While jurors in the George Zimmerman trial were deliberating Saturday afternoon in the Seminole County courthouse, legal analyst Jeffrey E. Gold said that a hung jury was a possibility because of women's nature to avoid conflict.
To avoid a mistrial, the jury of six women must come to an agreement on the fate of the crime watch volunteer who killed Trayvon Martin Feb. 26, 2012. If one of them disagrees and there is no consensus, the case will have a hung jury and there could be a mistrial.
The jury has to consider three possibilities. They can find the crime watch volunteer not guilty. The other two options are to find him guilty of either second-degree murder or manslaughter.
"The speculation now turns toward hung," Gold said.
Gold said that he was asking reporters who have settled in a "tent city" in the Seminole County courthouse parking lot the same question Saturday:
"Does the fact that it is an all women jury affect deliberations in the deliberation room?" Gold said. "I only say that, because more women are non-confrontational than men."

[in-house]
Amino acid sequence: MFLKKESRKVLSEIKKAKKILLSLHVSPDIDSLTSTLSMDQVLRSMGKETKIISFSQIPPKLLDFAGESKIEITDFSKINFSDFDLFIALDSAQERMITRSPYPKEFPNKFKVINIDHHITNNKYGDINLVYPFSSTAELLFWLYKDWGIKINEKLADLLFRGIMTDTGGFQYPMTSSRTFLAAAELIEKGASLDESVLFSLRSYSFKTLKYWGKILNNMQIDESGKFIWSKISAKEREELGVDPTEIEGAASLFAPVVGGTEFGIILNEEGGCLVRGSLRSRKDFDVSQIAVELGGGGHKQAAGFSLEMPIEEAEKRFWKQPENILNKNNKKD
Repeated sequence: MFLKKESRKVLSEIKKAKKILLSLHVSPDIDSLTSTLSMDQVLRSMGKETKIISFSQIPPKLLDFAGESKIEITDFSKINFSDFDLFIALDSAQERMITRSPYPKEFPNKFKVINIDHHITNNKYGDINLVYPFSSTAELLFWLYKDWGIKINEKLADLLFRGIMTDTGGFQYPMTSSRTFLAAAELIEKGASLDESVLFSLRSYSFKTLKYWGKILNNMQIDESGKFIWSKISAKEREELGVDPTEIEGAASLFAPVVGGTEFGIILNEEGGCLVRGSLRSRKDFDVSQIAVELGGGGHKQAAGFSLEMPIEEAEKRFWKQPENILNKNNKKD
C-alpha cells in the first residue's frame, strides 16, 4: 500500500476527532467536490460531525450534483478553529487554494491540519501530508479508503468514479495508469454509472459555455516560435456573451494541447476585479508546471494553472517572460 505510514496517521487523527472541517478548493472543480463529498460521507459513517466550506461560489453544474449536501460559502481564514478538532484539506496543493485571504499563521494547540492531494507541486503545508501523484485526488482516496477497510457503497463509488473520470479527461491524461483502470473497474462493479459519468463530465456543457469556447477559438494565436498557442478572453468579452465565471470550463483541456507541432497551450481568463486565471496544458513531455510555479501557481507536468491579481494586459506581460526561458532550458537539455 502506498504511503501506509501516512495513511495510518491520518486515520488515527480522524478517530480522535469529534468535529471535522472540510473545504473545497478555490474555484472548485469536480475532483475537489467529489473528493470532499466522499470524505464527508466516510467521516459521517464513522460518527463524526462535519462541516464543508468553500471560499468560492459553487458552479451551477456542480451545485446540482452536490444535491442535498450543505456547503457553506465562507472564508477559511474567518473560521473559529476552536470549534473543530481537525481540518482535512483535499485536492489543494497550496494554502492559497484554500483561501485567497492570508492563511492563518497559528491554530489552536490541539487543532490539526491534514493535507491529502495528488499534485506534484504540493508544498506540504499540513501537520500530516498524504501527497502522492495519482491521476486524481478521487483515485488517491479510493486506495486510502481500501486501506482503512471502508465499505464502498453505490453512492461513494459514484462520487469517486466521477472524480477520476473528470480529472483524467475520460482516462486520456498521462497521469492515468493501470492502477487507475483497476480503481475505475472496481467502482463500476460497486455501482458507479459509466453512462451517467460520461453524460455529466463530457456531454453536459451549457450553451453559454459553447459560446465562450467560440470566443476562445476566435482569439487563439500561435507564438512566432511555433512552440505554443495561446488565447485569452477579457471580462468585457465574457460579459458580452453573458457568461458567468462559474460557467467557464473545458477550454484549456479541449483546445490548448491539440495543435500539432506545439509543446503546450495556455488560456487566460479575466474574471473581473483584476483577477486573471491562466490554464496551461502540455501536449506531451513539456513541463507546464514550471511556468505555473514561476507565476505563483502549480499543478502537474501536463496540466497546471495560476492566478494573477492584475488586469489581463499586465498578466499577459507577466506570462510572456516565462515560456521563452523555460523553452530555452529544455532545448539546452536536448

Gold compared the dynamics of jury deliberations in the Zimmerman case to that of a conflict in the Real Housewives. In the Bravo's reality TV show, women go up to the camera and disclose feelings that they don't want to tell other women to avoid conflict.
"A woman rather than confront another woman might rather go home and complain and deal with it other ways than duke it out, and this whole case is about duking it out."
Gold has years of experience in high-profile cases and has experienced many verdict watches. He said that in 90 percent of the cases when there is a hung jury judges issue a dynamite charge.
"The point of a dynamite charge is to take people who are not confronting each other and get them to reach a verdict," Gold said.